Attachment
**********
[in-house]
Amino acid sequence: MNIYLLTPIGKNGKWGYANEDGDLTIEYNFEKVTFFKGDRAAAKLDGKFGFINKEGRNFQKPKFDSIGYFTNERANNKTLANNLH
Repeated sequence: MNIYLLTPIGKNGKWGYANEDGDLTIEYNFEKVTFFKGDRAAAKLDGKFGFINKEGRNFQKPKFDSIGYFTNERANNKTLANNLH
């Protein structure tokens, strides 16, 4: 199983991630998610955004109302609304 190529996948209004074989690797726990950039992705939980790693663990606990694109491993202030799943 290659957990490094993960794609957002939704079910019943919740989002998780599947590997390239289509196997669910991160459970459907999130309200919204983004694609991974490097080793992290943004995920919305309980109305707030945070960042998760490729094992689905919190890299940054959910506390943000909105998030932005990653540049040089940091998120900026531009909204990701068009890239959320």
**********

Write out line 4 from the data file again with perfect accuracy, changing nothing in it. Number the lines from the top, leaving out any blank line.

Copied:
């Protein structure tokens, strides 16, 4: 199983991630998610955004109302609304 190529996948209004074989690797726990950039992705939980790693663990606990694109491993202030799943 290659957990490094993960794609957002939704079910019943919740989002998780599947590997390239289509196997669910991160459970459907999130309200919204983004694609991974490097080793992290943004995920919305309980109305707030945070960042998760490729094992689905919190890299940054959910506390943000909105998030932005990653540049040089940091998120900026531009909204990701068009890239959320």